Americans have historically denied the truth about health dangers when it comes to things they enjoy and not facing some tough sports realities may be killing your children.
For decades, Big Tobacco knew that cigarette smoking caused cancer and targeted young and old alike with advertising campaigns. Even when the average American knew about the link between health risks and smoking, they continued. Alcohol followed the same path. It damaged livers, led to drunk driving deaths and addiction ruined lives. It took the outcry of organizations such as Mothers Against Drunk Driving to curb alcohol abuse and push drinking ages up to 21. What these two things have in common is that people liked them too much to stop. Americans love football and it also appears to be killing young and old alike.
The National Football League has become America’s sports passion and parents take immense pride in their child excelling on the gridiron. The sport shows little slowdown at any level despite revelations that players frequently sustain concussions that cause long-term debilitating health effects. The headlines about prominent ex-players suffering late in life have given way to more research about the number of head traumas. A recent study of deceased players’ brains uncovered that 99 percent of them had chronic traumatic encephalopathy (CTE), what everyday people call concussion syndrome. The brain disorder causes depression, anxiety, confusion, impaired judgement and may lead to suicide. Every time your child goes helmet to helmet on the football field, that’s a head trauma. Every time.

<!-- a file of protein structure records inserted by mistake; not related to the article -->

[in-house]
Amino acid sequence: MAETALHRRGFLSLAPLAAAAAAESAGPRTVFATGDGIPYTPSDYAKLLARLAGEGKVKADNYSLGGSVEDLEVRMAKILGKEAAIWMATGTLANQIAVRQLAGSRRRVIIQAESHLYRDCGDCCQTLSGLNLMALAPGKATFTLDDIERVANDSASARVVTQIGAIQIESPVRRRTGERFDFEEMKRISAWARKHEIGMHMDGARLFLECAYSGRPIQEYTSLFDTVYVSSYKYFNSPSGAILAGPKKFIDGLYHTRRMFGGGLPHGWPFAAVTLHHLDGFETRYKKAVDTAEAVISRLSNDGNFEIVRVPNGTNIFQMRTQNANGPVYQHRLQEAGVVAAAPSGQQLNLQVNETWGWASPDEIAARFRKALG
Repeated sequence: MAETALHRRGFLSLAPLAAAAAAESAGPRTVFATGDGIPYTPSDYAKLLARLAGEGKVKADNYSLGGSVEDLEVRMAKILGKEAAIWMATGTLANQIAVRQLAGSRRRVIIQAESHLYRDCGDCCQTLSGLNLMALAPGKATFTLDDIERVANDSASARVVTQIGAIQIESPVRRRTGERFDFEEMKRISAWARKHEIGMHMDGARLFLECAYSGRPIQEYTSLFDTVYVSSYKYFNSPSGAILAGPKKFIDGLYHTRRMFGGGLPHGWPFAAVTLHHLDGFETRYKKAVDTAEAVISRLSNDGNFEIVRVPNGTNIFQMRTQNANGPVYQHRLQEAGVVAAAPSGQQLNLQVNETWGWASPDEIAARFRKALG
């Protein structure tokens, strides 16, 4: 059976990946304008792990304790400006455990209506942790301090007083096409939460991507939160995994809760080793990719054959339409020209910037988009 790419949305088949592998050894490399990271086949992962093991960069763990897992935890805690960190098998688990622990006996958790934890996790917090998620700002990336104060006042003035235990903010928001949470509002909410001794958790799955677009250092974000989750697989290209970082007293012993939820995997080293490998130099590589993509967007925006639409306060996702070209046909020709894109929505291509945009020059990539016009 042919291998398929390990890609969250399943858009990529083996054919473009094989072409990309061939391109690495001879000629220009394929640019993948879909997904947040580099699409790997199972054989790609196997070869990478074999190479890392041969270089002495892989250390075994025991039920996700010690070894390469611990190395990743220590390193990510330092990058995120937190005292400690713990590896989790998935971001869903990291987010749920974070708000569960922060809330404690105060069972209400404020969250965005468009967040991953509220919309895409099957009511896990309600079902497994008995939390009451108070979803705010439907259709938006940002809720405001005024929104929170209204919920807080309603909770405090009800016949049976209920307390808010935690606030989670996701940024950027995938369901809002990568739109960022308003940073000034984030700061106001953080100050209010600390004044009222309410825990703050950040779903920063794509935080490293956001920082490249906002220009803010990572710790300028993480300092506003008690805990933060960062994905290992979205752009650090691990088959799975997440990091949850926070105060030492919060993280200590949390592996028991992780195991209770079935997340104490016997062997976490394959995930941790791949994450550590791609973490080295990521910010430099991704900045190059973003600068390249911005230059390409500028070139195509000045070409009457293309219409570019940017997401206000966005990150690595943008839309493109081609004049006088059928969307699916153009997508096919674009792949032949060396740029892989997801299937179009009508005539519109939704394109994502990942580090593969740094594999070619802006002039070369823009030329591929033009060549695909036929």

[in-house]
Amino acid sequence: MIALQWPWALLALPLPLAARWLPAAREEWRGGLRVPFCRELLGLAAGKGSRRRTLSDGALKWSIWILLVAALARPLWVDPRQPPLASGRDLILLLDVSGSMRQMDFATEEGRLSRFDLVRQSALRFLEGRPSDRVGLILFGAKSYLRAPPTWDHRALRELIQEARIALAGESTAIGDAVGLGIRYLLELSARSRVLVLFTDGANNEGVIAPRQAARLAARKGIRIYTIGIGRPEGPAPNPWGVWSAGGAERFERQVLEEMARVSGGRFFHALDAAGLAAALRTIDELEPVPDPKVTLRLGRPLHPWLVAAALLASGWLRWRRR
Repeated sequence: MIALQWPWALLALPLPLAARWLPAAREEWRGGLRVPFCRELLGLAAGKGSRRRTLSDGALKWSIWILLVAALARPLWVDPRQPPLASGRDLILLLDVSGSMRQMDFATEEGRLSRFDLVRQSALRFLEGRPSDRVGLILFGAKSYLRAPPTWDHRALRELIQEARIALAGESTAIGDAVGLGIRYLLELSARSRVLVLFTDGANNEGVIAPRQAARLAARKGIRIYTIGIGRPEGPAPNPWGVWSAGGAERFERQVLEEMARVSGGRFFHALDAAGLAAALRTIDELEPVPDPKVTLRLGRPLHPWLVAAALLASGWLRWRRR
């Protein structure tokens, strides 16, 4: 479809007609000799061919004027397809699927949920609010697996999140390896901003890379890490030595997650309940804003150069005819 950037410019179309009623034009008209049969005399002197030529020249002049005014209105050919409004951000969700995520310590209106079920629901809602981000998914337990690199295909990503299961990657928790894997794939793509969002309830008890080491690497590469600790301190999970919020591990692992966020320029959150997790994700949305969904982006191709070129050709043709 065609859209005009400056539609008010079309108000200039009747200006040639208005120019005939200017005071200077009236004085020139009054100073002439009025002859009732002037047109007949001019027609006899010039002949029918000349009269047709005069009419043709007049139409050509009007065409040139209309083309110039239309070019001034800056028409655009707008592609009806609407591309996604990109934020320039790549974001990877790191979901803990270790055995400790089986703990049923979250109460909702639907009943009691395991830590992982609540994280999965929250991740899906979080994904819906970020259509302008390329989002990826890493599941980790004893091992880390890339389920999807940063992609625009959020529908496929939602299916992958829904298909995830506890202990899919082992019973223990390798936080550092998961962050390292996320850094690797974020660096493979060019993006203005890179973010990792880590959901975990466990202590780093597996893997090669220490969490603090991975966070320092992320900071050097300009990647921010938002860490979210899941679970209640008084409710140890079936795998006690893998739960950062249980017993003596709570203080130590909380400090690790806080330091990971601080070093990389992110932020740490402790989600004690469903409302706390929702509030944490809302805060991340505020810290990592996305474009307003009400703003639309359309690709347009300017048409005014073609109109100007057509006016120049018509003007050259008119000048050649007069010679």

Why Youth Football Solutions Won’t Work
USA Football has developed a program it claims will minimize head trauma called “Heads Up Football.” The basic idea is that kids will now run standing straight up and tackle each other fully vertical. By using this technique, helmet to helmet contact would be significantly reduced and youth football and middle school coaches are often required to get certification. Nonsense. In many ways, it echoes the same false cigarette commercials and tiny labels that say alcohol may be bad for pregnant women.
Football is played at full speed and with leverage. Anyone who has taken the field knows that the lower man wins in blocking and tackling. Players will either lower their shoulder, and helmet, or get run over. Heads Up Football has no penalties for not staying fully vertical. Even if it did, helmet contact would not be minimized when lineman clash. One study indicated the position that sustains the most head trauma during practice and games was the offensive center, not the open field highlight tackles. Head trauma is simply part of the game, just like cancer and cigarettes, drunk driving and alcohol.
The Young Are at Risk
Researchers have had little difficulty identifying CTE in older deceased players that donated their brains such as Ken Stabler, Dave Duerson and Bubba Smith. Pinpointing a timeline has been more difficult. However, a recent study that diagnosed CTE in 110 out of 111 former NFL players also found that 3 out of 14 high school players and 48 of 53 college players had CTE. That means that young football players are sustaining head trauma and brain injuries that will likely manifest symptoms as they get older. In other words, football is killing your child.